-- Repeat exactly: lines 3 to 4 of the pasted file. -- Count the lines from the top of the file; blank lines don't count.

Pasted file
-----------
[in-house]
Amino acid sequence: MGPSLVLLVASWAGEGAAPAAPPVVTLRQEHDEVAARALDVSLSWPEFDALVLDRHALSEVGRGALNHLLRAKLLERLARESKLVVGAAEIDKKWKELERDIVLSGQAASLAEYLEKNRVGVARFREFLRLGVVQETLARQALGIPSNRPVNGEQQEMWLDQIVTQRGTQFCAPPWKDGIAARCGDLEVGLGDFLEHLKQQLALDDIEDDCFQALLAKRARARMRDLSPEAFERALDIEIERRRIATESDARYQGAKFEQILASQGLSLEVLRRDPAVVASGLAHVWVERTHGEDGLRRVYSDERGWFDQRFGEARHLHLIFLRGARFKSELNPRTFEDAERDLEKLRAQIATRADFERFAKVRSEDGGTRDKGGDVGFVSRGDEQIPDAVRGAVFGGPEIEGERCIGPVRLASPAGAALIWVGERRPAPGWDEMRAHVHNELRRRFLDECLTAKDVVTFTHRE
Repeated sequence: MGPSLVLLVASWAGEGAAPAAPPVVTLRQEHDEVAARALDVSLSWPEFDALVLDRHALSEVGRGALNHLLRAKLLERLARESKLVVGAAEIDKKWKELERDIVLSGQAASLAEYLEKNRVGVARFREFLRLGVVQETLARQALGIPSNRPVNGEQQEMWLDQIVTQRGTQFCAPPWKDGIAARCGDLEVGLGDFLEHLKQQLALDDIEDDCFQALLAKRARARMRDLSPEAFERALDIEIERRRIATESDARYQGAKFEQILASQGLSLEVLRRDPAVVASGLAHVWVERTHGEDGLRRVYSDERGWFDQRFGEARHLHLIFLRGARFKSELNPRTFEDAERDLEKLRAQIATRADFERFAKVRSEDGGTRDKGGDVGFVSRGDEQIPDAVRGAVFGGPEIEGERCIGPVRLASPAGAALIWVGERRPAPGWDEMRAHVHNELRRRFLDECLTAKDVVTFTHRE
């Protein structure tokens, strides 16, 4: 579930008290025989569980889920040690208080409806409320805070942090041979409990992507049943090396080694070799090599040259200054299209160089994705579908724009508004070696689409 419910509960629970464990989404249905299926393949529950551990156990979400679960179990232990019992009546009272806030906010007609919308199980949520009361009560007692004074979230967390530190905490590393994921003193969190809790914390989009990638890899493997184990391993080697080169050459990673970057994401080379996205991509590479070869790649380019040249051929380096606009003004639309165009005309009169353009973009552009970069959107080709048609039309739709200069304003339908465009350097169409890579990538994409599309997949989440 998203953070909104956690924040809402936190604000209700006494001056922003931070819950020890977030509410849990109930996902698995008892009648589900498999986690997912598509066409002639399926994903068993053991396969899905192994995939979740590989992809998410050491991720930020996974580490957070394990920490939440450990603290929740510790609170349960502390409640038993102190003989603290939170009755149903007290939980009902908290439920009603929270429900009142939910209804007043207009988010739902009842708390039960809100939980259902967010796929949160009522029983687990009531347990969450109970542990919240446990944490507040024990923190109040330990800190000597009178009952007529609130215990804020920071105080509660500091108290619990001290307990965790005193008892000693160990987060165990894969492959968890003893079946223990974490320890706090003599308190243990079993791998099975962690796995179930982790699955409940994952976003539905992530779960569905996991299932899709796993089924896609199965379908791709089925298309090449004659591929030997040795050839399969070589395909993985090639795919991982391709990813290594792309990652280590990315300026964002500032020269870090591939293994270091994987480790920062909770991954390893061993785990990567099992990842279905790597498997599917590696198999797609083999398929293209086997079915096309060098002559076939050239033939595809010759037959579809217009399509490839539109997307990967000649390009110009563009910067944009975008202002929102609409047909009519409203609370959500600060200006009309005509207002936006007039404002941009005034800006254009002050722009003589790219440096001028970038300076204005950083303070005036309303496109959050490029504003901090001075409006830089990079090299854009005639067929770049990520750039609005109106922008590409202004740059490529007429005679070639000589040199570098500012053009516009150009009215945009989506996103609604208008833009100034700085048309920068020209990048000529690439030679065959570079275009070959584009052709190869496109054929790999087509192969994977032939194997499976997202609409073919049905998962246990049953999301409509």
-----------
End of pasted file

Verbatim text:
Repeated sequence: MGPSLVLLVASWAGEGAAPAAPPVVTLRQEHDEVAARALDVSLSWPEFDALVLDRHALSEVGRGALNHLLRAKLLERLARESKLVVGAAEIDKKWKELERDIVLSGQAASLAEYLEKNRVGVARFREFLRLGVVQETLARQALGIPSNRPVNGEQQEMWLDQIVTQRGTQFCAPPWKDGIAARCGDLEVGLGDFLEHLKQQLALDDIEDDCFQALLAKRARARMRDLSPEAFERALDIEIERRRIATESDARYQGAKFEQILASQGLSLEVLRRDPAVVASGLAHVWVERTHGEDGLRRVYSDERGWFDQRFGEARHLHLIFLRGARFKSELNPRTFEDAERDLEKLRAQIATRADFERFAKVRSEDGGTRDKGGDVGFVSRGDEQIPDAVRGAVFGGPEIEGERCIGPVRLASPAGAALIWVGERRPAPGWDEMRAHVHNELRRRFLDECLTAKDVVTFTHRE
């Protein structure tokens, strides 16, 4: 579930008290025989569980889920040690208080409806409320805070942090041979409990992507049943090396080694070799090599040259200054299209160089994705579908724009508004070696689409 419910509960629970464990989404249905299926393949529950551990156990979400679960179990232990019992009546009272806030906010007609919308199980949520009361009560007692004074979230967390530190905490590393994921003193969190809790914390989009990638890899493997184990391993080697080169050459990673970057994401080379996205991509590479070869790649380019040249051929380096606009003004639309165009005309009169353009973009552009970069959107080709048609039309739709200069304003339908465009350097169409890579990538994409599309997949989440 998203953070909104956690924040809402936190604000209700006494001056922003931070819950020890977030509410849990109930996902698995008892009648589900498999986690997912598509066409002639399926994903068993053991396969899905192994995939979740590989992809998410050491991720930020996974580490957070394990920490939440450990603290929740510790609170349960502390409640038993102190003989603290939170009755149903007290939980009902908290439920009603929270429900009142939910209804007043207009988010739902009842708390039960809100939980259902967010796929949160009522029983687990009531347990969450109970542990919240446990944490507040024990923190109040330990800190000597009178009952007529609130215990804020920071105080509660500091108290619990001290307990965790005193008892000693160990987060165990894969492959968890003893079946223990974490320890706090003599308190243990079993791998099975962690796995179930982790699955409940994952976003539905992530779960569905996991299932899709796993089924896609199965379908791709089925298309090449004659591929030997040795050839399969070589395909993985090639795919991982391709990813290594792309990652280590990315300026964002500032020269870090591939293994270091994987480790920062909770991954390893061993785990990567099992990842279905790597498997599917590696198999797609083999398929293209086997079915096309060098002559076939050239033939595809010759037959579809217009399509490839539109997307990967000649390009110009563009910067944009975008202002929102609409047909009519409203609370959500600060200006009309005509207002936006007039404002941009005034800006254009002050722009003589790219440096001028970038300076204005950083303070005036309303496109959050490029504003901090001075409006830089990079090299854009005639067929770049990520750039609005109106922008590409202004740059490529007429005679070639000589040199570098500012053009516009150009009215945009989506996103609604208008833009100034700085048309920068020209990048000529690439030679065959570079275009070959584009052709190869496109054929790999087509192969994977032939194997499976997202609409073919049905998962246990049953999301409509």